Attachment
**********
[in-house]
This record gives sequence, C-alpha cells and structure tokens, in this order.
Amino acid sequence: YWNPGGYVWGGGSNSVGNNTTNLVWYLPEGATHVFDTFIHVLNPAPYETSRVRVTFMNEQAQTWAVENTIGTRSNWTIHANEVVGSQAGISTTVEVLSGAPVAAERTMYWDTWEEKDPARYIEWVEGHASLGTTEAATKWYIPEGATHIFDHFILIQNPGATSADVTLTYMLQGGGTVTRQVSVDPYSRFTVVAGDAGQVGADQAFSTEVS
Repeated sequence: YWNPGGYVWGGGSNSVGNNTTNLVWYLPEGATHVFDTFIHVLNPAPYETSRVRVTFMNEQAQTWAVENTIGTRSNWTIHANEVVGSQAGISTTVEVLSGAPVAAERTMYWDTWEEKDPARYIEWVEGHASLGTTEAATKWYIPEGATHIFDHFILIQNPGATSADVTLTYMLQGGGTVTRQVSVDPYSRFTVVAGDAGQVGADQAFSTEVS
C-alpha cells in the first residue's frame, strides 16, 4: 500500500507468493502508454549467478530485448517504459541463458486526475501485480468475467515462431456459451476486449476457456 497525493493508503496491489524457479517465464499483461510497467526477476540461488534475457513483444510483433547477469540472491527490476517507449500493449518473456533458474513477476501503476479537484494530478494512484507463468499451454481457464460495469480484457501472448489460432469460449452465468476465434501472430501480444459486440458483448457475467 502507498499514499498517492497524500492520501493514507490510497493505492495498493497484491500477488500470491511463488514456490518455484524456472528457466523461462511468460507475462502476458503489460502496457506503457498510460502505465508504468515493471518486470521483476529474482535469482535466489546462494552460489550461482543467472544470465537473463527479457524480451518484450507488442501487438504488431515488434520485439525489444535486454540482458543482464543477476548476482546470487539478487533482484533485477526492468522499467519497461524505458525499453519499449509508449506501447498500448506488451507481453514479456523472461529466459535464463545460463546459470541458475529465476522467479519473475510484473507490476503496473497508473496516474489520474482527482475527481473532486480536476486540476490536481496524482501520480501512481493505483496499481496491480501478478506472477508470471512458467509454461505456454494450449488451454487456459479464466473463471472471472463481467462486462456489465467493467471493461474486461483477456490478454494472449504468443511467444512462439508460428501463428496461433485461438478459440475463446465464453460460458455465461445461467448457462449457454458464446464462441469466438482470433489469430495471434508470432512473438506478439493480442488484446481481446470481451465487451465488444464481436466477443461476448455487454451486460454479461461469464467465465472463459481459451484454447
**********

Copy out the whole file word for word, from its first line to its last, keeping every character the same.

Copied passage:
[in-house]
This record gives sequence, C-alpha cells and structure tokens, in this order.
Amino acid sequence: YWNPGGYVWGGGSNSVGNNTTNLVWYLPEGATHVFDTFIHVLNPAPYETSRVRVTFMNEQAQTWAVENTIGTRSNWTIHANEVVGSQAGISTTVEVLSGAPVAAERTMYWDTWEEKDPARYIEWVEGHASLGTTEAATKWYIPEGATHIFDHFILIQNPGATSADVTLTYMLQGGGTVTRQVSVDPYSRFTVVAGDAGQVGADQAFSTEVS
Repeated sequence: YWNPGGYVWGGGSNSVGNNTTNLVWYLPEGATHVFDTFIHVLNPAPYETSRVRVTFMNEQAQTWAVENTIGTRSNWTIHANEVVGSQAGISTTVEVLSGAPVAAERTMYWDTWEEKDPARYIEWVEGHASLGTTEAATKWYIPEGATHIFDHFILIQNPGATSADVTLTYMLQGGGTVTRQVSVDPYSRFTVVAGDAGQVGADQAFSTEVS
C-alpha cells in the first residue's frame, strides 16, 4: 500500500507468493502508454549467478530485448517504459541463458486526475501485480468475467515462431456459451476486449476457456 497525493493508503496491489524457479517465464499483461510497467526477476540461488534475457513483444510483433547477469540472491527490476517507449500493449518473456533458474513477476501503476479537484494530478494512484507463468499451454481457464460495469480484457501472448489460432469460449452465468476465434501472430501480444459486440458483448457475467 502507498499514499498517492497524500492520501493514507490510497493505492495498493497484491500477488500470491511463488514456490518455484524456472528457466523461462511468460507475462502476458503489460502496457506503457498510460502505465508504468515493471518486470521483476529474482535469482535466489546462494552460489550461482543467472544470465537473463527479457524480451518484450507488442501487438504488431515488434520485439525489444535486454540482458543482464543477476548476482546470487539478487533482484533485477526492468522499467519497461524505458525499453519499449509508449506501447498500448506488451507481453514479456523472461529466459535464463545460463546459470541458475529465476522467479519473475510484473507490476503496473497508473496516474489520474482527482475527481473532486480536476486540476490536481496524482501520480501512481493505483496499481496491480501478478506472477508470471512458467509454461505456454494450449488451454487456459479464466473463471472471472463481467462486462456489465467493467471493461474486461483477456490478454494472449504468443511467444512462439508460428501463428496461433485461438478459440475463446465464453460460458455465461445461467448457462449457454458464446464462441469466438482470433489469430495471434508470432512473438506478439493480442488484446481481446470481451465487451465488444464481436466477443461476448455487454451486460454479461461469464467465465472463459481459451484454447